Led by prospective U.S. Senate candidate Murray Sabrin and roused by Assemblyman Michael Doherty, supporters of presidential candidate U.S. Rep. Ron Paulheld what they described as a liberty and freedom rally in Fort Lee today.
"We are overtaxed, the policies of our bi-partisan political elite have weakened the security of our borders, our civil liberties are under attack, and future generations are facing an unprecedented liability of $60 trillion to maintain the welfare state," said Sabrin, a professor of finance at Ramapo College of New Jersey, who ran for governor as a Libertarian in 1997.
Republican Paul haspoor numbers in New Jersey. A Quinnipiac University poll this week showed him 2% among likely Republican voters. Former NewYork Mayor Rudy Giuliani remains thefront-runnerat 38%, followed bySen. John McCainat 12%.
But neither the numbers not the cold would deterthis mostlyyoung Paul crowd that gathered on the overpasson the Jersey side of the George Washington Bridge and waved banners and American flags at cars passingbelow.
"I think a lot of young people really identify with Ron Paul because they're afraid of what they're going to be left with," said JayCarlson of Linden, who was among the 60Paul activists on Fort Lee's streets.
Held in thetown where Washington set up key fortifications during the Revolution, the eventdovetailed symbolically with tomorrow's commemoration of the Boston Tea Partywhensome of the candidate's backersplan to attend Paul events in Philadelphia.
"We'remaking our political statement that we want liberties and freedom," said organizer Joseph Fisher of Passaic County, "and we believe Ron Paul is the only candidate who's going to give them to us."
Known as Dr. No because of his relentless opposition to pork barrel spending and to measures – such as the Iraq War resolution vote -he deems unconstitutional, Paul has built an impassioned anti-government following.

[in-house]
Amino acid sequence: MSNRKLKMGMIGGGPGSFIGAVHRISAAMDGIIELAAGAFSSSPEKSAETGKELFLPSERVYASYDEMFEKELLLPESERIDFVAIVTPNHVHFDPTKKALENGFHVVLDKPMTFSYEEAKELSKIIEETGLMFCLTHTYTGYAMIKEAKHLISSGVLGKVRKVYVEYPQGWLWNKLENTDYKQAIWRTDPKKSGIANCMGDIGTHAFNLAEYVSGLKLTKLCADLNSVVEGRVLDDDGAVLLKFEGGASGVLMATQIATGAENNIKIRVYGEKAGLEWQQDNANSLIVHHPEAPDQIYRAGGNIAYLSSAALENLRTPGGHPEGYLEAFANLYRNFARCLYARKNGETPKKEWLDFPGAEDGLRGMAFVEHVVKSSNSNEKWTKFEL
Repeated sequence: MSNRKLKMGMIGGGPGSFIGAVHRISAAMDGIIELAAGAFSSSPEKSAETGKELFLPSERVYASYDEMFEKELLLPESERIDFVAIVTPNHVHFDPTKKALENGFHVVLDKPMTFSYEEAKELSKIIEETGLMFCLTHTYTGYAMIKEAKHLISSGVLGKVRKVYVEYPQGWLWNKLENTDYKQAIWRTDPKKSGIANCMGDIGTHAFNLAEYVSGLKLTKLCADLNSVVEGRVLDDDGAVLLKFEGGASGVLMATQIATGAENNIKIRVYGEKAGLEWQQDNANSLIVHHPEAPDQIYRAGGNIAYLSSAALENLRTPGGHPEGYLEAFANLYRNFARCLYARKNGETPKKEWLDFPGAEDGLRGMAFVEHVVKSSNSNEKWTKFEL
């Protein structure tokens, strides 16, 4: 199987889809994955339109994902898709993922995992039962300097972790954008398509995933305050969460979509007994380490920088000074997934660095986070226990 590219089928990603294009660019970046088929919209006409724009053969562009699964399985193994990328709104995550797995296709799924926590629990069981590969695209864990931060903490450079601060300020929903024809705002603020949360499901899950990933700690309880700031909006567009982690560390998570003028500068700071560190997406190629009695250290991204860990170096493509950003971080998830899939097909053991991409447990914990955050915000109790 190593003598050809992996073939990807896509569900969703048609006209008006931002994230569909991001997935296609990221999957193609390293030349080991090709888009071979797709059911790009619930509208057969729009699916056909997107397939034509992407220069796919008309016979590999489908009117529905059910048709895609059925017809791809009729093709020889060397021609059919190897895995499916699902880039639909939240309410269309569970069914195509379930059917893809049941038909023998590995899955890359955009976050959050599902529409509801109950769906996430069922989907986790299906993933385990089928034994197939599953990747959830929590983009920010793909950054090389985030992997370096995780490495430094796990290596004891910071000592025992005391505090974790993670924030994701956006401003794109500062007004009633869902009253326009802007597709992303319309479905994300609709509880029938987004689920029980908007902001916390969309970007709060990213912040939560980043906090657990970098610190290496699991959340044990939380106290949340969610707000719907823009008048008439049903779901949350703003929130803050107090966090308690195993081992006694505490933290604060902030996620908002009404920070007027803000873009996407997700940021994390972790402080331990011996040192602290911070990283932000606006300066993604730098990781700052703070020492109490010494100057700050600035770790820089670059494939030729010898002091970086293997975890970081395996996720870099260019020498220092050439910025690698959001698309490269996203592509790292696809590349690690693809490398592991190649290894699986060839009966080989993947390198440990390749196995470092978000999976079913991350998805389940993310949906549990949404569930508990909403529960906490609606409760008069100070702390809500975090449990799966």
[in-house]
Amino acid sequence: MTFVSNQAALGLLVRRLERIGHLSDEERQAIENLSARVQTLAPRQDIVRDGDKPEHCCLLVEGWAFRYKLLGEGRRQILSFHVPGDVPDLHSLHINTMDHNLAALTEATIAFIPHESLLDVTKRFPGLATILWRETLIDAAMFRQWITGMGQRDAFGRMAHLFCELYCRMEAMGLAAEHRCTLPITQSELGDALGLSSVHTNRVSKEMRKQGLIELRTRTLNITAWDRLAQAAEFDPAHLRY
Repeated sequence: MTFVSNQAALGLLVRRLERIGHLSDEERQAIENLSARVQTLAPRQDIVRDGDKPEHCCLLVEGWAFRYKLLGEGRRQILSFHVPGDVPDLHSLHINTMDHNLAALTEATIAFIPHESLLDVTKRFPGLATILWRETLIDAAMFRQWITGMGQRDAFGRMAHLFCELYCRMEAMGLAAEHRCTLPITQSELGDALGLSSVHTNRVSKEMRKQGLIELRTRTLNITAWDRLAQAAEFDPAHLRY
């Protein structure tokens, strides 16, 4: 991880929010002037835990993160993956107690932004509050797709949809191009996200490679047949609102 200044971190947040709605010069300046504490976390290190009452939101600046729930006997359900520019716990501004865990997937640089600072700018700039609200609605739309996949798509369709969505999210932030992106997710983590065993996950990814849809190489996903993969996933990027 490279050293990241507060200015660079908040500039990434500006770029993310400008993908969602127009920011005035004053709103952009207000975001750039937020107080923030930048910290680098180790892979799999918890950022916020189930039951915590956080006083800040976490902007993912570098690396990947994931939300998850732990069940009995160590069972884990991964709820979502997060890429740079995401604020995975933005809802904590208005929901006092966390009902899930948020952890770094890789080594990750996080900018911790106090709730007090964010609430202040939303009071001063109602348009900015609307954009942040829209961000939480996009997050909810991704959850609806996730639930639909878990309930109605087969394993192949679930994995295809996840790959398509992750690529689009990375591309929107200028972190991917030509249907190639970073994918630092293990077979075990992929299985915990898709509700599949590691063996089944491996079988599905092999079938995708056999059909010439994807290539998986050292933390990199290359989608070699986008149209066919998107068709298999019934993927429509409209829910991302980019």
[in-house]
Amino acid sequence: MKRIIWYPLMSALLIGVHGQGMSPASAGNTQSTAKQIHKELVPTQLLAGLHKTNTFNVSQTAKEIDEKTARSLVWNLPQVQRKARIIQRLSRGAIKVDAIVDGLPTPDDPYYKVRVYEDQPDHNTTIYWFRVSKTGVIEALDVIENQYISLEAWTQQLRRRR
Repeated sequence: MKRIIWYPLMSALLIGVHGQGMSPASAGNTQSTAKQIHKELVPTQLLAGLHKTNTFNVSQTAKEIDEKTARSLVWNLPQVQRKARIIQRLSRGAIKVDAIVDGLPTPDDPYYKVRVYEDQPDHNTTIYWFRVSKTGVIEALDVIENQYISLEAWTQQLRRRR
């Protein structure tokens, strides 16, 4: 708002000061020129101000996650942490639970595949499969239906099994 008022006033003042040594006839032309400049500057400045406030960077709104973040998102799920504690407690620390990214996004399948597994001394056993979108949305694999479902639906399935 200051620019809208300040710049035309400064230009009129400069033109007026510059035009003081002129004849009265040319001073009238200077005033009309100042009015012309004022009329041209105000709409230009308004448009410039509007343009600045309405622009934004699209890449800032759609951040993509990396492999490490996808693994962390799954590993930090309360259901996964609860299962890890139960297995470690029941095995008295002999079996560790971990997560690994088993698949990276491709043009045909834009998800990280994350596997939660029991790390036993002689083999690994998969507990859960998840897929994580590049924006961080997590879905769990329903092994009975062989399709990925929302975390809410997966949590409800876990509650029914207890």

"He's the best thing that's happened to the Libertarian movement in years," said Bill Shetlick of Flemington.
As they engaged people on the street during theirwalk from the overpass to Monument Park,some of the supporters drew attention to Paul'spolicy positions, including abolishing the income tax, and pulling the troops out of Iraq.
"There's one guy running for president who's saying 'wait a minute, we can't keep doing this,'" said Doherty in his keystone remarks to the crowd in Monument Park."We need to bring our troops back home. We need to get out of Europe. We need to get out of Korea, and bring our troops to defend the borders of the United States."
A former Army captain, Doherty accused Democrats and Republicans within the Washington-Wall Streetpower structure of trying tomaintain an empire.
"One of the problems(with that)is you have a lot of bills," said Doherty. "And what is our government doing to pay those bills?"
Thesmall crowd yelled back, "Raising taxes."
While they know he's a long shot, Paul's supporters today noted that they submittedfar more signatures than the1,000 required by the state Division of Elections in order to get Paul's name on theballot for the Feb. 5th primary in New Jersey.